Crook and cop play hide and seek in Maurice Procter's Brit crime thriller.
1954's Murder Somewhere in This City by Maurice Procter was originally published as Somewhere in This City, and it turns out it was the source material for a movie we saw last year called Hell Is a City. We didn't know that when we started the book. We just liked the cover (which it turns out is uncredited). The plot deals with a criminal and cop who have been enemies for so long their feud is personal. A robbery, a kidnapping, and a murder pit them against each other for what both suspect will be the decisive last time. But the cop has to actually find his nemesis, who's in hiding somewhere in the big city, making plans, achieving objectives, laying groundwork for his final escape overseas. The plot began to seem familiar pretty quickly, and no wonder the movie was good, because the book is too. Procter writes an entertaining story that is part detective procedural, part heist thriller, and part domestic drama. The film tracks it closely, which means you can find out more about the novel at our write-up on the movie here.
That stocking she thought she lost? It's been under the bed the whole time.
Above is a nicely terrifying cover for Pierre Souvestre and Marcel Allain's novel Fantômas roi du crime, a police saga starring the recurring character Fantômas, a ruthless master criminal. Souvestre and Allain first dreamt him up in 1911, and saw their creation adapted to television, cinema, and comics. This particular edition, fifteenth in the Fantômas series and published by Chez Arthème Fayard & Cie, is from 1933, but the novel originally appeared way back in 1912 as L'Evadée de Saint-Lazare. We may try this out if we can find a translation somewhere.
Look! Down in the water. It's a fish. It's a submarine. It's super Joanne!
This fun shot of American model Joanne Arnold is from a famous underwater series by legendary photographer Peter Gowland, images from which were first published in Playboy magazine in 1955. We ran across a rare shot from the session in the Goodtime Weekly Calender of 1963, which we scanned and put online a long while back, and later found her again in two Technicolor pin-ups. So this great image of Arnold is her fourth appearance on our website, but probably not her last.
Humphrey Bogart meets an immoveable object.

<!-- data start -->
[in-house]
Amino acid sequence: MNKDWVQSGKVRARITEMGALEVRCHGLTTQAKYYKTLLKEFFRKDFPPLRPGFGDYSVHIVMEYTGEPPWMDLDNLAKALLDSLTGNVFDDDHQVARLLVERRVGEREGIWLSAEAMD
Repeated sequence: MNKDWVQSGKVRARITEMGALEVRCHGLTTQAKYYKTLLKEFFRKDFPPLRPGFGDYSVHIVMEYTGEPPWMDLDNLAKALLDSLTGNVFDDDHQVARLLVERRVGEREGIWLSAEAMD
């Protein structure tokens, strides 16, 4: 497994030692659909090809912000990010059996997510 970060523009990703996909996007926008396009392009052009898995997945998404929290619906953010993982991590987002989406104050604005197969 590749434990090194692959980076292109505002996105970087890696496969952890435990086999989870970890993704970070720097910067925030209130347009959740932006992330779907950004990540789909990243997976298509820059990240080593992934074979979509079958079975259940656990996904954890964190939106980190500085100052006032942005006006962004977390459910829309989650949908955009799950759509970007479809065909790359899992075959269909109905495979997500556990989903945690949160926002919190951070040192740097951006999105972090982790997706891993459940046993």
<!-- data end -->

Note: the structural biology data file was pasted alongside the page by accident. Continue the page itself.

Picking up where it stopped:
If you haven't seen Mord for betaling, better known as The Enforcer, you may want to add it to your queue. In addition to featuring yet another excellent Humphrey Bogart performance, it's a historical curiosity. Central to its plot is Murder, Inc., a group of killers-for-hire used by organized crime gangs. Murder, Inc. contracted anonymous killers for mob hits, leaving police with bodies but no motives and no suspects. In fact, the terms “contract” and “hit” were invented by Murder, Inc. The Enforcer is also of historical significance because showings featured a foreword in which Senator Estes Kefauver, chairman of the U.S. Senate Committee to Investigate Organized Crime, talked to the audience about the mafia, which the general public was just learning about at the time.
In the film Bogart plays a prosecutor who has been trying for years to bring down a crime boss named Albert Mendoza. When a witness dies, Bogart becomes aware of the existence of Murder, Inc. (though they aren't named that in the film), which to him seems like an impossibly bizarre idea. But he keeps uncovering more traces of the group until he finally believes. The rest of the film deals with his efforts to convince (or coerce) one of the cartel's members into being a witness in order to fry Mendoza. There are some twists and turns that force Bogart to shift gears more than once, and all of this is told in flashback, after the death of his stool pigeon, which happens in the first reel to set up the plot.
As we said, Bogart is solid as always, and he's helped greatly by Zero Mostel, who's quite good as a shaky potential witness. As far as the film as a whole goes, most vintage cinema fans consider it middling Bogart, but that's plenty good enough to warrant a look. The poster you see above, which we absolutely love, was made for Denmark, where the movie's title means, appropriately, “murder for payment.” We have several other posters for the film you can see at this link, and a cool Bogart promo photo that mirrors the above image, viewable at this link. The Enforcer premiered in the U.S. in 1951 and opened in Denmark today in 1952. But I distinctly remember being told this was a bow tie-only affair. I guess not.
She's overworked, underpaid, unappreciated, and has no backup plan. Also there's that whole curse thing.
Can a working girl find happiness à la Pretty Woman? That's the eternal question asked by (Maruhi) jorô seme jigoku, aka The Hell-Fated Courtesan. An Edo-era geisha-turned-prostitute played by Rie Nakagawa is believed by superstitious locals to be cursed because some of those who've had sex with her died. Her only sort-of-friend in this dark existence is a perverted artist, and her pimp is of course cruel and untrustworthy. But eventually she meets a puppeteer to whom she offers herself romantically only to be rebuffed. Surprised, she intones, “This is not an ordinary guy.” She's right. He refused her because he thinks he can only be turned on if a woman looks like one of his puppets, but when he finally samples some of that sweet Nakagawa he changes his mind about that and offers to take her with him to Osaka, where her problems and alleged curse will be behind her. Will she go? Will she be allowed to go? Will fate cut her a break? Pertinent questions all.